Regarding overall response of fish towards 19 mixtures, mean sensitivity of fish to the mixture of five metals (Fe+Zn+Pb+Ni+Mn) was significantly high followed by that of four metal mixtures (Fe+Zn+Pb+Mn) with statistically

Table 1.Average weight (g), fork and total length (mm) of three fish species used for acute toxicity trials

Fish species###Average weight (g)###Average fork length (mm)###Average total length (mm)

Catla catla###3.28+-1.87###57.04+-11.89###65.86+-12.07

Labeo rohita###5.59+-2.08###75.05+-11.85###84.12+-11.29

Cirrhina mrigala###4.46+-2.02###72.88+-11.80###81.52+-11.35

Table 2.Tolerance limits of three fish species, as 96-hr LC50 and lethal concentrations (mgL-1), against various metal mixtures

Mixture ####Mean 96-hr LC50 (mgL-1)###Mean lethal concentrations (mgL-1)

###Catla catla###Labeo rohita###Cirrhina###Overall###Catia catla###Labeo rohita###Cirrhina###Overall

###mrigala###species###inrigala###species

###means###means

Mixture 1 (Fe+Pb) 59.26+-0.61###74.12+-0.68###68.93+-0.64###67.44+-7.54###104.66+-0.53###121.67+-0.52 109.29+-0.59###111.87+-8.80

###k###h###e###j###g###j###e###k

Mixture 2 (Fe+Ni) 78.75+-0.56###96.99+-0.72###64.44+-0.70 80.06+-16.30###128.53+-0.69###140.98+-0.46 100.35+-0.46 123.29+-20.28

###b###b###h###c###a###d###h###d

Mixture 3###74.13+-0.57###82.64+-0.47###72.38+-0.47###76.38+-5.49###117.69+-0.55###131.27+-0.64 114.52+-0.66###121.16+-8.90

(Fe+Mn)###e###g###c###f###c###d###f

Mixture 4(Fe+Zn)###61.17+-0.38 107.17+-0.60###76.16+-0.60 81.50+-23.50###100.08+-0.56###155.70+-0.90 118.56+-0.55 124.78+-28.33

###j###a###a###b###i###b###a###c

MixtureS###78.24+-0.39###95.65+-0.66###71.55+-0.36 81.81+-12.40###118.63+-0.74###170.00+-0.60 115.96+-0.55 134.86+-30.46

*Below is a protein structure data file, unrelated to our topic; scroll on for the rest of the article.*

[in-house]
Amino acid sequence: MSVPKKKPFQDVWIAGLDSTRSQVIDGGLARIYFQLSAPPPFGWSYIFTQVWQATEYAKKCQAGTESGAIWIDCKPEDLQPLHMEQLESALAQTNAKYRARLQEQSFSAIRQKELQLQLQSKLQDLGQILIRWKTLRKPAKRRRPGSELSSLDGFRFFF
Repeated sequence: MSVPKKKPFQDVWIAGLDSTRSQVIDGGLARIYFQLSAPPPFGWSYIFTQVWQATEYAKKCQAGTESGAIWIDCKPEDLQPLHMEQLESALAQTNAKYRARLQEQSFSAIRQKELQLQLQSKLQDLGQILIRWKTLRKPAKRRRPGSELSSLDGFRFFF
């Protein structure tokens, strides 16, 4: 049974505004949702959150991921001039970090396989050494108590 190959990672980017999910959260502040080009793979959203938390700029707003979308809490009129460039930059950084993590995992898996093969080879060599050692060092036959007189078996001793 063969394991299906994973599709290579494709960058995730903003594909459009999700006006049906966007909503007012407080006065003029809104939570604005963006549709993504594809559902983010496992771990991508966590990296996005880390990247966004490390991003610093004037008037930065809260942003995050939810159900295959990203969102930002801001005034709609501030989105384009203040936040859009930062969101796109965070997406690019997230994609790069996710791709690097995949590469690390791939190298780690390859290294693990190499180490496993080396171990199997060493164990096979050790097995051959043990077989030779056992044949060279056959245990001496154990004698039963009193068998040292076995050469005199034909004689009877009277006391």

(Zn+Pb)###b###c###cd###b###c###a###c###a

Mixture 6 (Zn+Ni) 69.89+-0.94###94.84+-0.58###72.38+-0.54 79.04+-13.70###109.78+-0.87###141.90+-0.41 114.52+-0.59 122.07+-17.34

###f###c###c###d###e###d###d###e

Mixture 7###65.24+-0.24###85.58+-0.54###65.23+-0.52 72.02+-11.70###113.38+-0.20###132.38+-0.41 106.84+-0.72 117.53+-13.27

(Zn+Mn)###h###e###gh###g###d###g###f###i

Mixture 8 (Pb+Ni) 50.38+-0.36###72.63+-0.46###64.75+-0.48 62.59+-11.30###81.41+-0.42###115.89+-0.57 114.05+-0.41 103.78+-19.40

###n###i###h###1###j###m###d###n

Mixture 9###85.96+-0.45###95.64+-0.72###74.67+-0.41 85.42+-10.50###122.49+-0.60###144.41+-0.61 117.35+-0.36 128.08+-14.37

(Pb+Mn)###a###c###b###a###b###c###b###b

Mixture 10###75.95+-0.45###87.45+-0.63###67.99+-0.46###77.13+-9.78###108.94+-0.36###145.06+-0.63 106.95+-0.64 120.32+-21.45

(Ni+Mn)###d###d###e###e###f###c###f###g

Mixture 11###63.17+-0.33###82.91+-0.72###56.04+0.35###67.37+13.90###99.44+0.41###139.28+0.46###106.77+0.49###115.16+21.20

(Fe+Zn+Pb)###i###fg###j###j###i###e###f###j

Mixture 12###62.91+-0.74###70.17+-0.56###56.00+-0.72###63.03+-7.09###102.45+-0.64###120.26+-0.59###95.64+-0.29 106.12+-12.17

(Fe+Zn+Ni)###i###j###j###k###h###k###i###m

Mixture 13###61.17+-0.34###83.94+-0.49###70.86+-0.59 71.99+-11.40###100.08+-0.43###136.24+-0.46 118.42+-0.41 118.25+-18.80

(Fe+Zn+Mn)###j###IT###d###h###I###f###a###h

Mixture 14###77.20+0.39###86.80+-0.43###66.15+0.48###76.72+11.30###118.41+0.50###130.05+0.60###107.40+1.03###118.62+11.33

(Zn+Pb+Ni)###c###d###IT###c###i###f###h

Mixture 15###55.78+0.55###63.08+-0.40###54.64+0.57###57.83+4.58###80.17+0.40###102.07+0.50###95.20+0.34###92.48+11.20

(Zn+Pb+Mn)###i###1###k###n###j###p###i###p

Mixture 16###68.62+-0.62###72.20+-0.75###66.15+-0.39###68.99+-3.04###107.84+-0.63###116.99+-0.59 107.40+-0.41###110.74+-5.41

(Pb+Ni+Mn)###g###h###fg###i###f###1###f###l

Mixture 17###52.37+-0.34###68.71+-0.41###60.50+-0.61###60.53+-8.17###81.39+-0.34###108.77+-0.38 103.62+-0.55###97.93+-14.55

(Fe+Zn+Pb+Ni)###m###k###i###m###j###n###g###o

Mixture 18###46.60+0.59###68.70+-0.43###43.32+0.57###52.87+13.80###79.48+0.59###106.97+0.47###80.46+0.63###88.97+15.60

(Fe+Zn+Pb+Mn)###o###k###1###o###k###o###j###q

Mixture 19 (Fe+###42.26+-0.58###61.94+-0.42###43.35+-0.78###49.18+11.10###66.86+-0.79###95.51+-0.62###75.22+-0.45###79.20+-14.73

Zn+Pb+Ni+Mn)###p###m###1###p###1###q###k###r

Overallmeans###64.69+-11.96 81.73+-12.73###63.99+-9.54###101.70+-16.72 128.80+-19.95 105.80+-12.08

(Treatments)###b###a###b###c###a###b

Means with similar letters in a single column and row are statistically non-significant at p less than 0.05. significant difference. Amongst three fish species, Cirrhina mrigala and Catla catla showed significantly higher sensitivity toward metal mixtures with LC50 and lethal concentrations of 63.99+-9.54 and 101.70+-16.72 mgL-1, respectively (Table 2).

DISCUSSION